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Malcolm Walles

Members will be sorry to learn of the death of Dr Malcolm Walles, formerly Lecturer in Politics, on 10 October 2007. Professor Kevin Theakston has contributed the following obituary:

Malcolm Walles spent thirty-two years at the University, working on British politics and American politics, being appointed in 1965 and retiring in 1997. Born in 1935 he completed his BA in Political Economy at the University of Reading in 1956, moving on to London University for his PhD (on the St. Lawrence Seaway: US politics and pressure groups).

Over his career, he worked at five institutions on three continents, always keeping a wide international perspective. From 1959 to 1962 he worked at the London School of Economics as a Research Officer. He then spent three years as a Lecturer in Politics at Monash University in Australia. During his time at Leeds he had two highly successful stints in the United States. He was a Visiting Professor at the City University of New York 1970-72 and a Visiting Associate Professor at Vanderbilt University 1977-79 in each case making a big impact, being highly rated for his teaching, and being asked to stay on for a second year.

At Leeds, he served as a warden in Grant House, Bodington Hall from 1982 to 1989. In what was then the Department of Politics, he was a stalwart, at one time or another doing all the most responsible and time-consuming administrative jobs. One of his most notable contributions was in the setting up and running of the flagship Politics and Parliamentary Studies degree. This included a pioneering combination of international exchanges (with universities in the USA and later Canada) and student placements in the offices of MPs and Congressmen in London, Washington DC and Ottawa. Later he was one of the architects of the Economics, Politics and North American Studies degree scheme, which also involved exchanges with American and Canadian universities. These degrees gave students the sort of international opportunities and experiences he valued so highly.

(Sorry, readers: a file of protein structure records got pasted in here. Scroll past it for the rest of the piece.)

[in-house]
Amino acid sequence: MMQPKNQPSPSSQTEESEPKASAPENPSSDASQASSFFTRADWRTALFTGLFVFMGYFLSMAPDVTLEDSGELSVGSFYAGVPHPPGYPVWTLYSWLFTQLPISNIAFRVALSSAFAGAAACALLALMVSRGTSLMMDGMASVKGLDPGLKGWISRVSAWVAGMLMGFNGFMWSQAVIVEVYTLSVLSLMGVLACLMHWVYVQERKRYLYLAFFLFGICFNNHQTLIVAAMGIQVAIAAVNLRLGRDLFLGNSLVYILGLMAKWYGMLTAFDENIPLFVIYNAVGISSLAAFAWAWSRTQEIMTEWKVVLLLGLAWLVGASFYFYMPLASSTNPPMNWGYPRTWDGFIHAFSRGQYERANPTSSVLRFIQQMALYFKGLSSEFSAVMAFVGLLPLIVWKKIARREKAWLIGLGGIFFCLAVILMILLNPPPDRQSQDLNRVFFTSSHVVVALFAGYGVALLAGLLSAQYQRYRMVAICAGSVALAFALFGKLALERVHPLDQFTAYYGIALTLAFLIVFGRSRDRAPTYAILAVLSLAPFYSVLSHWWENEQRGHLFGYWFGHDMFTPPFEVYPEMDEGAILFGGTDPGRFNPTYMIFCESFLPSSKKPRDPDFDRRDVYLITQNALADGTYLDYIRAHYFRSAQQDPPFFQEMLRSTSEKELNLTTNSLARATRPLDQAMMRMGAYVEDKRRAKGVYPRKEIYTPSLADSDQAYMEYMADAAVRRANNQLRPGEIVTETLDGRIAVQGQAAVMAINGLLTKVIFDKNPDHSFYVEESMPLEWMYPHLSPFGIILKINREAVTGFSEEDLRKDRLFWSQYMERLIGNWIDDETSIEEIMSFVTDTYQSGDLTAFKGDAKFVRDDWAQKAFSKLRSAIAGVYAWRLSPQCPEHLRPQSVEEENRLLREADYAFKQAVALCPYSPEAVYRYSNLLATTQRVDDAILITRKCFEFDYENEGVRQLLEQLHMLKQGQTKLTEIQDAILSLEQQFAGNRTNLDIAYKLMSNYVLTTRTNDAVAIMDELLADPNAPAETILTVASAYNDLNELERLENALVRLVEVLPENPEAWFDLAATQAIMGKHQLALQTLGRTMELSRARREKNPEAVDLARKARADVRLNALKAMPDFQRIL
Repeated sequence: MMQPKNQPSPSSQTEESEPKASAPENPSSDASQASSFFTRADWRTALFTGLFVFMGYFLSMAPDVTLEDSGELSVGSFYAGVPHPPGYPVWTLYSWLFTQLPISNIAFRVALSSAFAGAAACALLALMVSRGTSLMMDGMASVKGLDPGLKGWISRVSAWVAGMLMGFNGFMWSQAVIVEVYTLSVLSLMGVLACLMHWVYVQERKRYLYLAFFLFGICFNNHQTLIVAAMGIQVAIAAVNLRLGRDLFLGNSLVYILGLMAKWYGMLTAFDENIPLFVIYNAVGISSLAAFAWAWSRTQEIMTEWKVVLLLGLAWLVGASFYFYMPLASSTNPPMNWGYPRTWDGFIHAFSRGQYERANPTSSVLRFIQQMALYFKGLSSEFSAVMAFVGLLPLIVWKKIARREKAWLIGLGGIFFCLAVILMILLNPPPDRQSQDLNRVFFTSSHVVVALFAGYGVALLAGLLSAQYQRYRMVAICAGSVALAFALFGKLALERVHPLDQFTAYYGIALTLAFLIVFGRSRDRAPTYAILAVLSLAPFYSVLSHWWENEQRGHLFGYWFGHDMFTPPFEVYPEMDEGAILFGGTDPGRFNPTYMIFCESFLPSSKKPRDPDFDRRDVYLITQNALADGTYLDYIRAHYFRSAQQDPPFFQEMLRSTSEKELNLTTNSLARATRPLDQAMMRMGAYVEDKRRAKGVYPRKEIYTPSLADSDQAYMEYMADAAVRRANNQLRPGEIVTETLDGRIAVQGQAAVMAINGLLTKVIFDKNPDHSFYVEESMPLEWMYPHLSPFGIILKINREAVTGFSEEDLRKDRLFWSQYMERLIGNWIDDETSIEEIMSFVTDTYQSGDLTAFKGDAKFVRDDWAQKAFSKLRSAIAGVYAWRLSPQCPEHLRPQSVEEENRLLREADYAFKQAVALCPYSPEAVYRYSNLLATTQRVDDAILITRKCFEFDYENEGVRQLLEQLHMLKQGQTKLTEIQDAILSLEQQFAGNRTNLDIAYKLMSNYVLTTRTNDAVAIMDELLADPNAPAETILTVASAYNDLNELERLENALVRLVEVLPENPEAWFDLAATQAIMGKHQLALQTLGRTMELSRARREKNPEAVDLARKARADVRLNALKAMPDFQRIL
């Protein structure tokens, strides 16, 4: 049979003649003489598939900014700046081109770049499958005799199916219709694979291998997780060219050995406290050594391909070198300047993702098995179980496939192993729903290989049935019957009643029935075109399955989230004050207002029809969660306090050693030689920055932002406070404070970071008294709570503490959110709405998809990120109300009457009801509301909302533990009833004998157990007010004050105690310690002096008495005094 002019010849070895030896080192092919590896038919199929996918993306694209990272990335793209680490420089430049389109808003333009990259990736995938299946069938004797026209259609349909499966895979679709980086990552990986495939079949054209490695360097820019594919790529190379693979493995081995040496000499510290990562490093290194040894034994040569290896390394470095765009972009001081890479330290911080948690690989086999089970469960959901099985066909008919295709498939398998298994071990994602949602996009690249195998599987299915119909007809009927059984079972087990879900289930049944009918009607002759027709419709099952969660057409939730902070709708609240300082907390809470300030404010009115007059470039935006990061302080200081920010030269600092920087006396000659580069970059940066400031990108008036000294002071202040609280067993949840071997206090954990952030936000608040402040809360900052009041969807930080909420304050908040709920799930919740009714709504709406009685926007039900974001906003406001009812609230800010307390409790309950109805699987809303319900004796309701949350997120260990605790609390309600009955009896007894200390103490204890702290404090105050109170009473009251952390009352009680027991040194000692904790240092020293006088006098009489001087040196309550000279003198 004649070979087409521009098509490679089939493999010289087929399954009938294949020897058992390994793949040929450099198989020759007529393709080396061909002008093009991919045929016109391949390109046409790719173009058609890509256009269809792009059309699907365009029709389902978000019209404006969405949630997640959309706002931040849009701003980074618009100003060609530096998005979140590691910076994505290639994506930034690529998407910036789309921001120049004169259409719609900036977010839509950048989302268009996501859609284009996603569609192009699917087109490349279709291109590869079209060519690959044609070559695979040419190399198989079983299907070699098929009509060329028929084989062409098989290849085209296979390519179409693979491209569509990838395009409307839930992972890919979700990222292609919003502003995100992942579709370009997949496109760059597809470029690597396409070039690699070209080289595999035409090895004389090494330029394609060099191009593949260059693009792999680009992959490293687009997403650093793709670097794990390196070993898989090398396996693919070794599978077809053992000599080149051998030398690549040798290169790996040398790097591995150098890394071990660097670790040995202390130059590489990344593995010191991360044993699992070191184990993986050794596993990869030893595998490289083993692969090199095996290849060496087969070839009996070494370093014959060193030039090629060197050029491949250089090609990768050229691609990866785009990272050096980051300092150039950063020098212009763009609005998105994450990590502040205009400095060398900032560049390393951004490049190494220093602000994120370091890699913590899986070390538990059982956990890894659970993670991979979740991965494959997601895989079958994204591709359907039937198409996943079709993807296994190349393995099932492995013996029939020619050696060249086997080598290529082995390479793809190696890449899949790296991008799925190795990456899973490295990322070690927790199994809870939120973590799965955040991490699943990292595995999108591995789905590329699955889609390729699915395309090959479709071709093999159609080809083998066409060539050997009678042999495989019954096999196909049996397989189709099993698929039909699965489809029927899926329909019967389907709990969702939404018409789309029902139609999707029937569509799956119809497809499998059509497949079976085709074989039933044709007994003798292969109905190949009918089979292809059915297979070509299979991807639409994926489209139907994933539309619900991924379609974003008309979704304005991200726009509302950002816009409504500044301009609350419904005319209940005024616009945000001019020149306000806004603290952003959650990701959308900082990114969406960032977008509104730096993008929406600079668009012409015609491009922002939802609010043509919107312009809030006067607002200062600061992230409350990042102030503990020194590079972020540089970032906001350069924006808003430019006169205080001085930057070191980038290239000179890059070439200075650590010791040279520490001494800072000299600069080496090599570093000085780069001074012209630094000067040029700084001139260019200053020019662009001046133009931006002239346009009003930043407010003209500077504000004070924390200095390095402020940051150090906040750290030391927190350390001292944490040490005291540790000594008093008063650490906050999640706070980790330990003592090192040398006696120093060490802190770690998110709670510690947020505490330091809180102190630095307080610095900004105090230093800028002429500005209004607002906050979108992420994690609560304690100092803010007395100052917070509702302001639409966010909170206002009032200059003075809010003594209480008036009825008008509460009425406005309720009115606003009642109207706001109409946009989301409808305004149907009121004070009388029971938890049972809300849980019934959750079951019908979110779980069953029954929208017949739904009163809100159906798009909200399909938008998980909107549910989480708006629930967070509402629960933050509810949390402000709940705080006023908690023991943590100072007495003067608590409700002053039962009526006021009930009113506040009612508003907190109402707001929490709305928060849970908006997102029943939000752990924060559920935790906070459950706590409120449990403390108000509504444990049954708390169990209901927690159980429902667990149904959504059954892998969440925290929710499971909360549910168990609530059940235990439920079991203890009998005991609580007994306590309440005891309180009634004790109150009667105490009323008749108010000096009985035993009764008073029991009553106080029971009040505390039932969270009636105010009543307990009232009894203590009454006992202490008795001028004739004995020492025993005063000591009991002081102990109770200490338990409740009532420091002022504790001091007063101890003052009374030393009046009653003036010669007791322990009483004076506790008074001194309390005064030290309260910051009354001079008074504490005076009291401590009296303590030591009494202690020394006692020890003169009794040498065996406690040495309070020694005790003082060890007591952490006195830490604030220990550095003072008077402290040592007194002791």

He collaborated with Professor Harry Hanson on the successful textbook Governing Britain, first published in 1970, taking over responsibility for later editions (the fifth appearing in 1990) after Hansons death. Well-received, this book kept the name of Leeds University before a large number of students over the years. This was followed by books on British and American Systems of Government (1988) and Understanding the United States Presidency (1991). An important research interest was the US Supreme Court, on which he also published and ran a successful third year special subject.

Malcolm was a conscientious and devoted teacher, committed to the highest standards always attracting large numbers of students to his course on US politics - and an imaginative, wise and respected academic colleague. He made clear and precise, but humane decisions, and disliked waffle. In youth he was a vigorous and athletic figure, but in later life he was plagued by the complications of diabetes. He did not allow this to show, but it involved frequent spells in hospital, and he had to forsake his beloved golf.

He is survived by his wife Pat, sons Mark and Christopher, step-daughter Anne, and his grandchildren.